Top Tip: If you have created a test event, then have a go at actually registering for the event. See if the process was intuitive and quick or if it was drawn-out to the point that you couldn’t even be bothered to complete it yourself. If you did end up opting out, see if the system was able to capture your email address, so that you, as an event producer, could see the interest generated in your event.
Step Four: The Fees
Selling your tickets online will cost you: there is no such thing as doing it for free.
Just as you wouldn’t expect a physical vendor to work without pay for you, a software cannot provide their services to you for free.
Now that we’ve got that out of the way, let’s look at fees and pricing tiers.
you will likely come across the following three options:
- Subscription fees
- Per ticket percentage fees
- Fixed amount of pence per ticket
Here, it is very important to do some math, as a low number in any of the categories may not necessarily translate to the best ROI when divided per ticket. Here’s an example of 100 tickets selling at ￡10 each:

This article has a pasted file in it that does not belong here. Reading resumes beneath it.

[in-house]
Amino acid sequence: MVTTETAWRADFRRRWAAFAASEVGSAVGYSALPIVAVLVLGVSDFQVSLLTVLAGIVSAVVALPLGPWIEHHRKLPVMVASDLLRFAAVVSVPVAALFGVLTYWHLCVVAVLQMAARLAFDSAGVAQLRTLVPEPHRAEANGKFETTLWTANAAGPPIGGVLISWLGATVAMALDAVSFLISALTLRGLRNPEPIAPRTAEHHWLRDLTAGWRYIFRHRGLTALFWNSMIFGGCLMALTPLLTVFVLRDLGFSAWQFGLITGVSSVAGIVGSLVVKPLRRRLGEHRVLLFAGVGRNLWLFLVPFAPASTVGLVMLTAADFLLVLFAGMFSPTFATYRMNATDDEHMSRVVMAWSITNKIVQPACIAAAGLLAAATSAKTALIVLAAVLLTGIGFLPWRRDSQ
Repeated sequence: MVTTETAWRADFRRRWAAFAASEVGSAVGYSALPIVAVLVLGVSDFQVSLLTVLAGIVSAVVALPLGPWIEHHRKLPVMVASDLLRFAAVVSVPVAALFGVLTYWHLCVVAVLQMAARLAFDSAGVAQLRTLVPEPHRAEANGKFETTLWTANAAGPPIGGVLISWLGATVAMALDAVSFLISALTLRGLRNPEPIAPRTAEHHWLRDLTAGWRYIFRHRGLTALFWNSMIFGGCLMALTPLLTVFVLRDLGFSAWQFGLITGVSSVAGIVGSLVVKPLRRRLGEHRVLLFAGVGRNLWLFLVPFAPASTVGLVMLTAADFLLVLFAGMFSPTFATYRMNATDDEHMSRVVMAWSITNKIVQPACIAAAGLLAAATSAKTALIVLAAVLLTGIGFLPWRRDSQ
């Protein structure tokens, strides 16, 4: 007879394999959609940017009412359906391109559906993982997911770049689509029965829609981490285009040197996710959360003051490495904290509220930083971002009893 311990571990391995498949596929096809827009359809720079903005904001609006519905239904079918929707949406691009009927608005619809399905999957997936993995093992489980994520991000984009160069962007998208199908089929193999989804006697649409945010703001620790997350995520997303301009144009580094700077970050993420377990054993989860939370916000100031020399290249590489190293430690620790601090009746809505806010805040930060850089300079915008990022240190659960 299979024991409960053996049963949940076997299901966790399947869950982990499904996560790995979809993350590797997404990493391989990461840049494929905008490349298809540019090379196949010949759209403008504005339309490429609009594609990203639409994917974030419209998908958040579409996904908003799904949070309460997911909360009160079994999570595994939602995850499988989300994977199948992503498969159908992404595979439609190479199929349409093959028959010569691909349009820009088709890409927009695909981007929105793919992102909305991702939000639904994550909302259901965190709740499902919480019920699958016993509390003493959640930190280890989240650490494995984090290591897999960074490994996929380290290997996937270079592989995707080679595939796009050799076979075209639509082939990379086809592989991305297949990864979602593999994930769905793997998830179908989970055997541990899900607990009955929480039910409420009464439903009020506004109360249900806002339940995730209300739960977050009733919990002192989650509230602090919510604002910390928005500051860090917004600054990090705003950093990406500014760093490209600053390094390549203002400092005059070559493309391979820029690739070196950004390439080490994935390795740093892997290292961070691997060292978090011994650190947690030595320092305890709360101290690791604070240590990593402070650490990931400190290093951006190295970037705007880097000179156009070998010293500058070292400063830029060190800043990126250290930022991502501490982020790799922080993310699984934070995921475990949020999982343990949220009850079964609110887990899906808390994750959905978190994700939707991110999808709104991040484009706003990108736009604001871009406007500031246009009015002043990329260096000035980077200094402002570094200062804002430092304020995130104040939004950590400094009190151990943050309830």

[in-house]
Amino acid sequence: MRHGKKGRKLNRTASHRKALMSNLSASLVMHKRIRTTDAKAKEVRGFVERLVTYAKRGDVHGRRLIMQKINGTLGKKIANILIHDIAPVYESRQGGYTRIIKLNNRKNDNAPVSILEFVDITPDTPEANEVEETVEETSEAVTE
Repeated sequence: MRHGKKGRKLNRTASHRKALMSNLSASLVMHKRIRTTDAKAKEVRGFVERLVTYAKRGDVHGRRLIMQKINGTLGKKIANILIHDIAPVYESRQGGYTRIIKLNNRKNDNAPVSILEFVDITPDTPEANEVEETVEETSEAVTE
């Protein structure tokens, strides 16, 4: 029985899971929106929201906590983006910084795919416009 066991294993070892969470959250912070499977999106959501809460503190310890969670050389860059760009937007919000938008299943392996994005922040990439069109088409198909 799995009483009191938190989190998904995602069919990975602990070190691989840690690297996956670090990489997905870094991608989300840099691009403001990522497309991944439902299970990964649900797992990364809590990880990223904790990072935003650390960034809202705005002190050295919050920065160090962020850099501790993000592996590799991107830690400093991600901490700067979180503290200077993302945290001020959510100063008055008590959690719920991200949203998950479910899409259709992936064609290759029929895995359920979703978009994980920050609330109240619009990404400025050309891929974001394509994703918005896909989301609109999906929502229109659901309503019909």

￡30 per month = 0.30p fee per ticket, assuming you sell all your tickets in one month (otherwise the price will just get higher) 2% per ticket = 0.20p fee per ticket 0.50p per ticket = 0.50p fee per ticket
The best option for you will depend on the size of your event, the cost of your tickets and the time it will take for you to sell them.
You will also need to consider if payment processing fees are included and how much they will affect your bottom line.
Top Tip: Many service providers now have calculators on their websites, that will help you get a good estimate of your earnings and be able to compare products more easily. Use them!
Step Five: Customer Service
It looks good, it sounds good, it feels good, but will they actually be there for you when you need their help?